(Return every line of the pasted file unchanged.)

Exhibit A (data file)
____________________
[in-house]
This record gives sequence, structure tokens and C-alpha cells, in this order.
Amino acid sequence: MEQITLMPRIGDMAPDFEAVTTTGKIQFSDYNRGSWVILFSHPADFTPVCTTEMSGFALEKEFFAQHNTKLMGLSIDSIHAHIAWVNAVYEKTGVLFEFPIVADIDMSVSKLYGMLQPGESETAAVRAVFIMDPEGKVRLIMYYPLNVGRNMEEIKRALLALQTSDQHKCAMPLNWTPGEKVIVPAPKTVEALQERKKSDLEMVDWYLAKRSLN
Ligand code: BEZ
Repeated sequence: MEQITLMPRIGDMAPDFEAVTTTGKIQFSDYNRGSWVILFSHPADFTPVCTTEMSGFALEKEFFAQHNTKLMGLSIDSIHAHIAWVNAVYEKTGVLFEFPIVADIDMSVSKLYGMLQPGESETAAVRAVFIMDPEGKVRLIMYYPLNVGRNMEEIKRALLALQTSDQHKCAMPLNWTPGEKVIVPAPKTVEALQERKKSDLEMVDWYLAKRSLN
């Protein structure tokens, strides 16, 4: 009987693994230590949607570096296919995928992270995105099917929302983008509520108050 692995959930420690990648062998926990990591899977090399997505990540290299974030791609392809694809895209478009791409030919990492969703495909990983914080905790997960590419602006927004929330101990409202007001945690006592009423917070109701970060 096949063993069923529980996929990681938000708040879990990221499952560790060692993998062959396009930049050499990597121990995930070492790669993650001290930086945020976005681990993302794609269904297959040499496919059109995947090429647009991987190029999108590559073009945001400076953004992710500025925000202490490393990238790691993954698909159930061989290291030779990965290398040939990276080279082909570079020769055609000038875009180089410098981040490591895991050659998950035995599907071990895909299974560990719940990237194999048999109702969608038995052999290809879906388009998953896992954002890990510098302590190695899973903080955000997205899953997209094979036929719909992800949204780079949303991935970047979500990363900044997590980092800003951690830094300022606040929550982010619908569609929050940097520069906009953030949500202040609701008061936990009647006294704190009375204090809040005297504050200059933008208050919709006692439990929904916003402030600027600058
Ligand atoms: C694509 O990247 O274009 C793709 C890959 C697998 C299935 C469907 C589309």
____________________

[in-house]
This record gives sequence, structure tokens and C-alpha cells, in this order.
Amino acid sequence: MEQITLMPRIGDMAPDFEAVTTTGKIQFSDYNRGSWVILFSHPADFTPVCTTEMSGFALEKEFFAQHNTKLMGLSIDSIHAHIAWVNAVYEKTGVLFEFPIVADIDMSVSKLYGMLQPGESETAAVRAVFIMDPEGKVRLIMYYPLNVGRNMEEIKRALLALQTSDQHKCAMPLNWTPGEKVIVPAPKTVEALQERKKSDLEMVDWYLAKRSLN
Ligand code: BEZ
Repeated sequence: MEQITLMPRIGDMAPDFEAVTTTGKIQFSDYNRGSWVILFSHPADFTPVCTTEMSGFALEKEFFAQHNTKLMGLSIDSIHAHIAWVNAVYEKTGVLFEFPIVADIDMSVSKLYGMLQPGESETAAVRAVFIMDPEGKVRLIMYYPLNVGRNMEEIKRALLALQTSDQHKCAMPLNWTPGEKVIVPAPKTVEALQERKKSDLEMVDWYLAKRSLN
């Protein structure tokens, strides 16, 4: 009987693994230590949607570096296919995928992270995105099917929302983008509520108050 692995959930420690990648062998926990990591899977090399997505990540290299974030791609392809694809895209478009791409030919990492969703495909990983914080905790997960590419602006927004929330101990409202007001945690006592009423917070109701970060 096949063993069923529980996929990681938000708040879990990221499952560790060692993998062959396009930049050499990597121990995930070492790669993650001290930086945020976005681990993302794609269904297959040499496919059109995947090429647009991987190029999108590559073009945001400076953004992710500025925000202490490393990238790691993954698909159930061989290291030779990965290398040939990276080279082909570079020769055609000038875009180089410098981040490591895991050659998950035995599907071990895909299974560990719940990237194999048999109702969608038995052999290809879906388009998953896992954002890990510098302590190695899973903080955000997205899953997209094979036929719909992800949204780079949303991935970047979500990363900044997590980092800003951690830094300022606040929550982010619908569609929050940097520069906009953030949500202040609701008061936990009647006294704190009375204090809040005297504050200059933008208050919709006692439990929904916003402030600027600058
Ligand atoms: C694509 O990247 O274009 C793709 C890959 C697998 C299935 C469907 C589309």